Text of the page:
So Many Events … So Little Time

A reader recently asked how to determine which networking events to attend. That can be a real challenge for busy entrepreneurs or sales professionals. You could easily invest a huge amount of time and money attending different networking-oriented breakfast, lunch and dinner/after hours events every workday, not to mention all the weight you’d gain. So, I turned a summary of our conversation into these 10 Best Practices for how to choose which networking events to attend.

1. Start with the ‘why’! The process starts with precisely defining one or more specific networking objectives. Why will you be networking? John Naisbitt defined networking in ‘Megatrends’ over 30 years ago as the ‘exchange of ideas, information or resources. So, what kind of information are you seeking? Information to help you do your job easier, faster, better or smarter? Information to help you grow your business? Even information to support a job search? All the other networking event decisions stem from answering these ‘why’ questions first.

2. The ‘why’ determines the ‘who’. Now that you know what kind of information you’re looking for, what kinds of people do you need to talk with to help you accomplish your specific objective? If you already know them, then you move on to Level II strategies – ‘Networking with Colleagues’ – and give them a call or send an email with your specific questions. And … you can skip the rest of this article.

3. If you only know who they are by title, function or employer, like marketing decision-makers or business owners, then you’re at Level I – ‘Networking with Strangers’.

4. The ‘who’ drives the ‘where’. Now that you know the kinds of people you’d like to talk with, where can you find large numbers of them in the same place at the same time gathered there for similar purposes? What would be effective and efficient ‘platforms’ for your networking? Obviously, any local networking-oriented event would be a great starting point. So would any professional group seminar or workshop that’s likely to attract the kind of people you want to meet and network with. So are local industry or profession-focused association breakfast, lunch or dinner meetings. And on … and on.

5. An important concept here is that you don’t necessarily choose a seminar or association event because of your interest in the topic. If you’re primary purpose is networking, choose it because of who is interested in the topic and how interested you are in meeting them. Go for the networking. Stay for the presentation.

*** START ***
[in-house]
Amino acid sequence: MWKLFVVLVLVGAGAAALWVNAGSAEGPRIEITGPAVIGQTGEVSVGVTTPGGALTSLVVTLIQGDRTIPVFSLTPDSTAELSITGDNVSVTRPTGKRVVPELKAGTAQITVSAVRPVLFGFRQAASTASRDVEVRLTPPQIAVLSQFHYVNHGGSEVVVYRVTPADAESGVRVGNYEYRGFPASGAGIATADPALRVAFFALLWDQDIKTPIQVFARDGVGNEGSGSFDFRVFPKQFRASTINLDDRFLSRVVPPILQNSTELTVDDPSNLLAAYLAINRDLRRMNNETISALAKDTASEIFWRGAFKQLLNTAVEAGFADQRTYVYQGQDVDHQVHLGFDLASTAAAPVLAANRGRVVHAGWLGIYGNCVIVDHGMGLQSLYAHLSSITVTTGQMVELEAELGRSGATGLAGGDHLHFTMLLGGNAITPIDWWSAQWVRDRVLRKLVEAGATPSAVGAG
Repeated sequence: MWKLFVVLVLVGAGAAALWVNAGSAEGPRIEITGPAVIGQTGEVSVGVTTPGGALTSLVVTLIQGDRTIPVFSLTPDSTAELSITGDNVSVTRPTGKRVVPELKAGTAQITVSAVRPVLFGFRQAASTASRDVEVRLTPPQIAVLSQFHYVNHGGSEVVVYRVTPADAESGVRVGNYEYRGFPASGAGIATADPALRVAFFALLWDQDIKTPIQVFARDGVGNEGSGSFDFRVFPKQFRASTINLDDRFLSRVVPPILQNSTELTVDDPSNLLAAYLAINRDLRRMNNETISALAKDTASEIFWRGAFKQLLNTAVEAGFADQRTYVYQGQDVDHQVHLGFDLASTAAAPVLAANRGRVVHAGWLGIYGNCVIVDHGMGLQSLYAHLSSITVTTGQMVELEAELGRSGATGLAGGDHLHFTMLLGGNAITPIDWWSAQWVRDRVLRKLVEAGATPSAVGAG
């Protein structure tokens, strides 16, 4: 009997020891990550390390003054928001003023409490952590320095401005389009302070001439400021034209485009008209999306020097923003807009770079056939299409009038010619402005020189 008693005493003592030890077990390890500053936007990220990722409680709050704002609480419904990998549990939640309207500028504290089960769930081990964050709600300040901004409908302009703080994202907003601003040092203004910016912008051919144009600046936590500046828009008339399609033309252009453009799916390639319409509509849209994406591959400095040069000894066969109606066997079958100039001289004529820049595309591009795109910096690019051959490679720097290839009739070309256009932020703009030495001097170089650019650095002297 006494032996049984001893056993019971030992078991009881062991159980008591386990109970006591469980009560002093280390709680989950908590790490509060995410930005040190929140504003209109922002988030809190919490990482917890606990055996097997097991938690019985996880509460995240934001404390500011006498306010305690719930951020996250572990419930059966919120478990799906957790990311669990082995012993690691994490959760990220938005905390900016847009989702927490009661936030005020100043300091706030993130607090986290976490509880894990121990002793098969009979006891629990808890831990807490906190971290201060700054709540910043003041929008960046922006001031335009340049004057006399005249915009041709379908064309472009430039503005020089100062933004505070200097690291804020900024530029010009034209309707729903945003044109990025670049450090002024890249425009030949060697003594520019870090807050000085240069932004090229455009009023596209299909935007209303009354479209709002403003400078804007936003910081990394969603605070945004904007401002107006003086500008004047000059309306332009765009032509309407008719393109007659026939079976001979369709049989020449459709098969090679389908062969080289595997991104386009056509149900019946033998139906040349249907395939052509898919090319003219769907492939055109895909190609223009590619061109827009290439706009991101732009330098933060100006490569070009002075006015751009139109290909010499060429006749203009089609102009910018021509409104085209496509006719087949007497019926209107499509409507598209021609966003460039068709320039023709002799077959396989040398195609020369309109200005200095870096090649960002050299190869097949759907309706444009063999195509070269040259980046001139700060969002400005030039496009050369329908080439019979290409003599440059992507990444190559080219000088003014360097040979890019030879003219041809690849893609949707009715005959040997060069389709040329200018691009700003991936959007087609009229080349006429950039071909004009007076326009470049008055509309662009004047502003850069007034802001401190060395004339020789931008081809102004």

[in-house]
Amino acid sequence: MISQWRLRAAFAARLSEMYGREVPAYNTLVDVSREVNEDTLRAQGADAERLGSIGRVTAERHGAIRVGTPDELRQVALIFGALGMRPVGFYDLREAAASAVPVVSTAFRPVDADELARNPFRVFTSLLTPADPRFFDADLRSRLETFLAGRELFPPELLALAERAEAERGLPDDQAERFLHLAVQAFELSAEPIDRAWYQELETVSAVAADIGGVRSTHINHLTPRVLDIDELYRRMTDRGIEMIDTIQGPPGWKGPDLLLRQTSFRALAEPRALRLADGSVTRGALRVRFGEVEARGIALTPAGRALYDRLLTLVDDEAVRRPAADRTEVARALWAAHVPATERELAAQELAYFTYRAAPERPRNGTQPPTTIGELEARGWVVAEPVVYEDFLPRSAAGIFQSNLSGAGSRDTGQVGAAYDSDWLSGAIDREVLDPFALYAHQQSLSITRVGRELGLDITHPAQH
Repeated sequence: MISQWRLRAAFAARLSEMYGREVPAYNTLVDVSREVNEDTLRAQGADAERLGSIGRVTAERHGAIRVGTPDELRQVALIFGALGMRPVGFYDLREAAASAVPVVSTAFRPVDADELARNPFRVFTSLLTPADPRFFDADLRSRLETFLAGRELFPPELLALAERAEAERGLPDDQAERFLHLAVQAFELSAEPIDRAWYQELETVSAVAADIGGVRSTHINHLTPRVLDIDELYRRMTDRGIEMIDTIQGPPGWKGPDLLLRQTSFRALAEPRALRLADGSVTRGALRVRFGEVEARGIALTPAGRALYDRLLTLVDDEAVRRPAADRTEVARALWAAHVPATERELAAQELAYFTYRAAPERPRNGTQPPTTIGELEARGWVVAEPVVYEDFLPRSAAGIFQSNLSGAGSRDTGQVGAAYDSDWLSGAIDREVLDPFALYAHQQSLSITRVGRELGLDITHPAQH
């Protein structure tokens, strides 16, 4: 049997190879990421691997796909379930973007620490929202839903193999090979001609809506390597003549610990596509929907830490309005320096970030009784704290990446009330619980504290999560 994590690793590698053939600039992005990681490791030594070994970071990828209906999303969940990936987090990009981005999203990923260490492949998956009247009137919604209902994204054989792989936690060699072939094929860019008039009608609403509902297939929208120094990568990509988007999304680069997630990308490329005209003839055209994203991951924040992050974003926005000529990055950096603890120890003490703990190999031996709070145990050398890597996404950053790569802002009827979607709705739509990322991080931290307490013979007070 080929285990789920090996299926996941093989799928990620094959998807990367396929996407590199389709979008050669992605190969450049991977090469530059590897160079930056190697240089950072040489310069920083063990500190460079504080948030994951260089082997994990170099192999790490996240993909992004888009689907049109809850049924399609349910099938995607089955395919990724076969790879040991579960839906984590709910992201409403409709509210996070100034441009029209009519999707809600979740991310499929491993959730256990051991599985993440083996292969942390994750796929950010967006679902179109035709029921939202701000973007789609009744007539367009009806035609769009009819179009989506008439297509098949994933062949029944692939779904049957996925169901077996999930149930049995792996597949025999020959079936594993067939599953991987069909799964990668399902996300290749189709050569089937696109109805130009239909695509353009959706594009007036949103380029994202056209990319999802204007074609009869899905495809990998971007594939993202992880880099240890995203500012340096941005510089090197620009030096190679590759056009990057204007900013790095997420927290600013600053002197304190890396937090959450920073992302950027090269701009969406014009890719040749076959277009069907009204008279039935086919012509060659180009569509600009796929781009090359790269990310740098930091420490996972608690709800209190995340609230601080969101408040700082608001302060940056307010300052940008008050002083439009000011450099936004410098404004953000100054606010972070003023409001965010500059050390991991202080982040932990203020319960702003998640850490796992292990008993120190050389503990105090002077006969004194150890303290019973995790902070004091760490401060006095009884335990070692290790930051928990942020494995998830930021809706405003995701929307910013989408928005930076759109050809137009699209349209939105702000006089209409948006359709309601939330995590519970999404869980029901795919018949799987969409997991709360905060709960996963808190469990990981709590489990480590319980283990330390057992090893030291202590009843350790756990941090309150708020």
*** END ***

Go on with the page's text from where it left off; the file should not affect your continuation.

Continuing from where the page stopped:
6. Beyond this reflective analytical process, you can also network with your colleagues to find out effective platforms for your networking objectives. Ask specific questions, such as ‘I want to network with senior marketing professionals who can tell me about good CRM software options. Would the local chamber or COSE events be worthwhile? Any other good networking platforms you can recommend for this purpose?’

7. If you don’t know much about the group or event, also talk with association leaders or event coordinators. Find out how many people typically attend their event and how many of them might meet your targeted profile. The more people at a given event that you should meet, the better your chances of accomplishing your networking informational objective.

8. Choose your events wisely. You only have so much time and money to invest in the process. Borrowing from Thomas Jefferson, ‘The real problem about going to a bad networking event is that you could have gone to a good one instead.

9.  Although this discussion focuses on networking at events, let’s not forget networking on line. If you belong to some LinkedIn groups that might relate to the information you’re seeking, you can easily post a question on that group’s discussion board. A natural question would be ‘What professional groups in (area) have you found to be effective for networking on (topic)?’ To further encourage replies, considering offering to post a summary of the input you do get all members can benefit from your research.

10  You can also pose the same question to your LinkedIn Network. But, let me caution you against a blanket email request for information. That would look like junk mail to most people and border on abusing your network. Better to scan your network, identify those people who might likely relate to your topic and send them individualized notes. While that method would take a lot more time, your results would be a lot better. That’s how the pros use LinkedIn as a networking tool.

So, there you have 10 Best Practices for dealing with ‘so many events, so little time.’ Start with the ‘what’ and take it from there. But, do choose wisely!